Books · History · Mining · Wintersong

1978-79 Steelworkers strike subject of Mick Lowe’s new novel – Sudbury.com

Heidi Ulrichsen / Sudbury.com

Given it’s a part of the city’s recent history, most Sudburians remember Steelworkers Local 6500’s nearly year-long 2009-2010 strike against Vale.

More distant in the community’s collective memory is the arguably even more bitter labour dispute that happened a generation earlier.

Steelworkers Local 6500 went on strike against Vale’s predecessor, Inco, for 10 and a half months from Sept. 15, 1978 until June 7, 1979.

The labour dispute, which involved 11,600 workers, and starved Inco of more than 22 million hours of labour, smashed records at the time for the longest strike in Canadian history.

Read the full article on Sudbury.com

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From the Archives · History · Holidays · Mining

Christmas on the Rock

Christmas on the Rock. One of my “One the Rock” columns which appeared weekly in the Northern Life, Sudbury’s community newspaper. This one, dated December 20, 1998:

The first Christmas of the new century dawned clear, cold and bright over the Nickel Range, and no one was more excited by the day’s prospect than Joseph Poulin, a fact that did his mother’s heart much good.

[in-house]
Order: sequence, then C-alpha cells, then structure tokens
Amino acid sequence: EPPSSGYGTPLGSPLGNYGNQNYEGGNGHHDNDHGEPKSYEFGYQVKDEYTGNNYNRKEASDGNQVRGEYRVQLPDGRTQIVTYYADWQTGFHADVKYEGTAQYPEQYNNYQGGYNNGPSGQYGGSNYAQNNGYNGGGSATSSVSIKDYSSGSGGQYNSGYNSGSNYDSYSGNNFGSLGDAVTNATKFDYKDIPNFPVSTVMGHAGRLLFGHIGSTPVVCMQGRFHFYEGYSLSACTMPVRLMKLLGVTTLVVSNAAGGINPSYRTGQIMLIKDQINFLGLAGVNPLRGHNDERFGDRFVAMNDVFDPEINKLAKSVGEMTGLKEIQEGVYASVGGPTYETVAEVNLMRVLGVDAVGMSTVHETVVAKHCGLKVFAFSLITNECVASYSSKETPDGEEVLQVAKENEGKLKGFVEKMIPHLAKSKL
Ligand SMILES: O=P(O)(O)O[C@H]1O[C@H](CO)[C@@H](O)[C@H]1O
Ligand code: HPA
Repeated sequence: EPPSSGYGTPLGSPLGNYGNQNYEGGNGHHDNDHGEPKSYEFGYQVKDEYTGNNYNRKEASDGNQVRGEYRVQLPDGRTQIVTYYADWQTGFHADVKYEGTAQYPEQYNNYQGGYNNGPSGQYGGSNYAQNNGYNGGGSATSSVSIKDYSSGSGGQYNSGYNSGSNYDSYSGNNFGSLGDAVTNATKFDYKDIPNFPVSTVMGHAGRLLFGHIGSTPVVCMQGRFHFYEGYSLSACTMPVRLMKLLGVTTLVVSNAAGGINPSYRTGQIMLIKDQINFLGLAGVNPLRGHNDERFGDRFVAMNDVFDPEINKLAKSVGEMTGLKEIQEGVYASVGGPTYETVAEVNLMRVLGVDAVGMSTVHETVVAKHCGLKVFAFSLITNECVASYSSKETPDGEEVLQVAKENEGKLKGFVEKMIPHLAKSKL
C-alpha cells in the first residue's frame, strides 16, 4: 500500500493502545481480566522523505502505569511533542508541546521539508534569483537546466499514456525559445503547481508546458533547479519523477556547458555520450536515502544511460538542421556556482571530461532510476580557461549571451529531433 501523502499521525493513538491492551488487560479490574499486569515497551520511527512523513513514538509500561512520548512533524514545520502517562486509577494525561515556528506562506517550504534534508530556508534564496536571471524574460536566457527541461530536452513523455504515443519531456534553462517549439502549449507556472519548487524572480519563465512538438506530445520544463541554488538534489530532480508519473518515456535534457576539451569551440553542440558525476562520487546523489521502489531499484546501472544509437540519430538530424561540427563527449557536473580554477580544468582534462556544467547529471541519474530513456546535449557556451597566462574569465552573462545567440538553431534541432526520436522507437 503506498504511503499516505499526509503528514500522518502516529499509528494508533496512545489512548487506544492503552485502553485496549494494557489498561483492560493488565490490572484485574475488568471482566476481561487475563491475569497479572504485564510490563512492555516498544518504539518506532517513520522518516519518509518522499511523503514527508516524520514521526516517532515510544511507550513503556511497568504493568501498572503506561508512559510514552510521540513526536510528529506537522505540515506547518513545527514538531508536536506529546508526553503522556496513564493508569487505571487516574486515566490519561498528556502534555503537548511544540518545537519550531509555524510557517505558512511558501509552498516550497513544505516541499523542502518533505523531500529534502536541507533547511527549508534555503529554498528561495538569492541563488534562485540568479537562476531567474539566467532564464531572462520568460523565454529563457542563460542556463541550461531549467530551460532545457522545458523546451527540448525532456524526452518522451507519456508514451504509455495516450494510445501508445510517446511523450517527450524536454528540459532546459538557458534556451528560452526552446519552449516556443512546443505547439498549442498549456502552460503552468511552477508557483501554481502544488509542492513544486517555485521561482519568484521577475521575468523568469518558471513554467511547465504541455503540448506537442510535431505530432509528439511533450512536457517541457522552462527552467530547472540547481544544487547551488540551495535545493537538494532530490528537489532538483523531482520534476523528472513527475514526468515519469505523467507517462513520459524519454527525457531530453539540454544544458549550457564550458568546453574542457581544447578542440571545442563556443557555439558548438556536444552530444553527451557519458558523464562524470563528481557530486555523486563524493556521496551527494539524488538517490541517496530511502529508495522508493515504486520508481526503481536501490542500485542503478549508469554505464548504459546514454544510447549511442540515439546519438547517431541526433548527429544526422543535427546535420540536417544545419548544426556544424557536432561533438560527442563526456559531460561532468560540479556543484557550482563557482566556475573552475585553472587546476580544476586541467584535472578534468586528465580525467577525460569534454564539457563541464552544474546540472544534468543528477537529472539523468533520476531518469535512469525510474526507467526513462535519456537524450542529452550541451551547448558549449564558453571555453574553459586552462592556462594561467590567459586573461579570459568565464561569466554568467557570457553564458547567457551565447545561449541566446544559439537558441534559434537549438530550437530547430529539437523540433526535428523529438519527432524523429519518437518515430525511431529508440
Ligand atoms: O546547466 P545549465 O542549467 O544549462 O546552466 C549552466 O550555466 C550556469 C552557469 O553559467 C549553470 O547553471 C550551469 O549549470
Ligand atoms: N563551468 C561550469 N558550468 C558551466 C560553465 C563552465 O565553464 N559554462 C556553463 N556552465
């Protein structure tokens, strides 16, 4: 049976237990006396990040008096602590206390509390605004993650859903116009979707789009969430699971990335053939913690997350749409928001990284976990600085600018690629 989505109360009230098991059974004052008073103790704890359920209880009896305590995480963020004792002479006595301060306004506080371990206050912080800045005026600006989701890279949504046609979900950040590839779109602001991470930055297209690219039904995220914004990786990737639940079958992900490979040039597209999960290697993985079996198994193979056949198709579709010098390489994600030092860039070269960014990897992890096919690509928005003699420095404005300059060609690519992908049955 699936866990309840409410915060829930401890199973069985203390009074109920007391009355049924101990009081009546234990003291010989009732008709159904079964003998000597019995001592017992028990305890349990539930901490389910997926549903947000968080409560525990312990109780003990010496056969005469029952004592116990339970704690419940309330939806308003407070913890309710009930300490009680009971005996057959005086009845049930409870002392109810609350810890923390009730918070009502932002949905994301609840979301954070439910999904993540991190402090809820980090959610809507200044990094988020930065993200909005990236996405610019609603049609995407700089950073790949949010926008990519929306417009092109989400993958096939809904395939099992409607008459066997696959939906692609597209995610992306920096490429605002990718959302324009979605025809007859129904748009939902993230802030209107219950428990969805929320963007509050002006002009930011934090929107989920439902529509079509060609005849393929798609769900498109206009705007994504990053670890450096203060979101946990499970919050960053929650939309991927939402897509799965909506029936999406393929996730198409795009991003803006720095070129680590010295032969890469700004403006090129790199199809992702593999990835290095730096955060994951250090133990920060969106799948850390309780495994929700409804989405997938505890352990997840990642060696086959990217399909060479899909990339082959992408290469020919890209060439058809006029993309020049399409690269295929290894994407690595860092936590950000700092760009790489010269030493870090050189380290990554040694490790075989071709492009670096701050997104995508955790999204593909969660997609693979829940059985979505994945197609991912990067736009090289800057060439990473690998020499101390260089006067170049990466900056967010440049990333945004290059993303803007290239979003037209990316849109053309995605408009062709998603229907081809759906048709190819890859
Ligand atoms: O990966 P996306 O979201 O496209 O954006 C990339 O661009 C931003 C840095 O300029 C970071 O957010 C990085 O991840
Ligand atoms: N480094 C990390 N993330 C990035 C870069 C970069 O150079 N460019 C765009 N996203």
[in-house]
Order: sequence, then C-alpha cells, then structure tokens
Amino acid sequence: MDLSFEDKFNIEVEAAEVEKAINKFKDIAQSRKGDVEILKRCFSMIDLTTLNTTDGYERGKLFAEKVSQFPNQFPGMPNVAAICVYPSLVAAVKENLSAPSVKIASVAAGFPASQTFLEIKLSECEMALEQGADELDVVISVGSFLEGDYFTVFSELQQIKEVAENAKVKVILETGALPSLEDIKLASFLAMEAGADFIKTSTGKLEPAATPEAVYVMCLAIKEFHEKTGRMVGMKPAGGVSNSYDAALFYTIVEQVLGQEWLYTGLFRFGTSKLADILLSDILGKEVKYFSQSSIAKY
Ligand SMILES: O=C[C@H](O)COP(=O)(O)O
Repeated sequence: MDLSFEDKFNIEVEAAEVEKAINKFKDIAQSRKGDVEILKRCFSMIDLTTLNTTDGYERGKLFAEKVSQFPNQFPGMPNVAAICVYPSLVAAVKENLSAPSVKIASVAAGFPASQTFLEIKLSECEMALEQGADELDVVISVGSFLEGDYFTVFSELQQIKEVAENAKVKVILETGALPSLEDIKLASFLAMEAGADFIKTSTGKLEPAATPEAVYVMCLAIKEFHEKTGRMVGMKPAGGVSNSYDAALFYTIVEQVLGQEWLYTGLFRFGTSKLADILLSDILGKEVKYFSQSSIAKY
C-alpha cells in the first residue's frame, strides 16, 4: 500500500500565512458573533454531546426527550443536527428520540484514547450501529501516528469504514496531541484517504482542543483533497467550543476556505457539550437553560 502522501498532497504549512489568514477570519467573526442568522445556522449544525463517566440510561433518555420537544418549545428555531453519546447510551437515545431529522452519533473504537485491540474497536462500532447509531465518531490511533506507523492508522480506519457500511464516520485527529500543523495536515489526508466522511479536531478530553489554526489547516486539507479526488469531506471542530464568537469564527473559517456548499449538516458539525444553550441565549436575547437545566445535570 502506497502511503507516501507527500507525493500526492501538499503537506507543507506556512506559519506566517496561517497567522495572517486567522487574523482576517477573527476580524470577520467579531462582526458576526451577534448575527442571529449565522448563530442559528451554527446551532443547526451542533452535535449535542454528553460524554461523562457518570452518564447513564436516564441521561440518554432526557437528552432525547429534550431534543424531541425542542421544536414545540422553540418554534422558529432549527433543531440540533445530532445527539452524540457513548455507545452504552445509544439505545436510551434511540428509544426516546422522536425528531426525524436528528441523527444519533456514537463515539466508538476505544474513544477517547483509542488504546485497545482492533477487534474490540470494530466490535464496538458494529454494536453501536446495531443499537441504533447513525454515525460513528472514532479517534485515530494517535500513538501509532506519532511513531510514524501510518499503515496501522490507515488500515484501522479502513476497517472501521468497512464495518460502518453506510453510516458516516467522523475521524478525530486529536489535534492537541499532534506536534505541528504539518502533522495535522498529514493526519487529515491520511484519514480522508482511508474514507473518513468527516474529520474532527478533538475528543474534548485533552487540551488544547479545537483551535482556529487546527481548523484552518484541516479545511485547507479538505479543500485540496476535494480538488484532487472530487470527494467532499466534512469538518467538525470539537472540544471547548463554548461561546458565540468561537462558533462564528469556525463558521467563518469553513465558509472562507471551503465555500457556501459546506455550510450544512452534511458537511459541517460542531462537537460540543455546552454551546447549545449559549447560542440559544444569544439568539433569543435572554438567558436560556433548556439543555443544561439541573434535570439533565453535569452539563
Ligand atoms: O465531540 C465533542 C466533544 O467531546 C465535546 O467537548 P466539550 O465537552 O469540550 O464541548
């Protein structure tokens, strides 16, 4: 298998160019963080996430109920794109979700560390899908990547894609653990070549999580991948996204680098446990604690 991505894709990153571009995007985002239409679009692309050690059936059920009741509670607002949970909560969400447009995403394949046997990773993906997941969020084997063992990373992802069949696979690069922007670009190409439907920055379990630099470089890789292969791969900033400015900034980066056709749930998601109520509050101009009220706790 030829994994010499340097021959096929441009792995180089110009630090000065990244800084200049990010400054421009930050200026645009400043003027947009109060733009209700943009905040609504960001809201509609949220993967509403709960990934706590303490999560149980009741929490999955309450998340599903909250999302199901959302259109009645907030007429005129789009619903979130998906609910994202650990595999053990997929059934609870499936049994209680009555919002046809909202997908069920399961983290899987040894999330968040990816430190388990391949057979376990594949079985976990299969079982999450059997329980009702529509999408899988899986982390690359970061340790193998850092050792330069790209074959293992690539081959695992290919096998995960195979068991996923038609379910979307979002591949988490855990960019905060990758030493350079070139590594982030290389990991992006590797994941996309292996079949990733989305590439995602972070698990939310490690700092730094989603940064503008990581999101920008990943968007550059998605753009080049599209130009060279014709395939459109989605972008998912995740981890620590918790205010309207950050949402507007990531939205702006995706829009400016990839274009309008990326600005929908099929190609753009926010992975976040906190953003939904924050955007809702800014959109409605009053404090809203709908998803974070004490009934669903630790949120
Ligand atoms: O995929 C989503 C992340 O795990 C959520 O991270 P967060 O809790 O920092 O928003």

Since September she had watched Joey, a mere slip of a boy and only 13, trudge off to work each day in the rock house of the Canadian Copper Company’s new Creighton Mine. With the onset of winter and the shortness of days, this meant that Joey left home before sunrise, and returned long after dark each night.

Continue reading “Christmas on the Rock”

From the Archives · History · Interviews · Mining

In Search of the Lost Chicago Mine

Last week the following missive appeared on my Facebook wall:

Hello Mick!

I’m not sure if you remember my Grandfather, Robert Bryenton? You once did a story/column/article about him. He is a World War II veteran. Lived alone in his home on St. Pothier Road in Whitefish.

The reason for this message is to inform you of his passing. You may not even remember him, but you were very important to him.

Over the years, your name and the article have been a topic of discussion, frequently.

Thank you for telling his story.

God Bless,
Melissa.

To be honest, I hadn’t thought of Bob in years, but I remembered him vividly. His granddaughter Melissa was kind enough to send along a PDF of the original column, which I’m sure I hadn’t read since it was published in the summer of 1995. I believe I can see why the old man apparently treasured it so.

Here is that column, complete and unabridged:

Continue reading “In Search of the Lost Chicago Mine”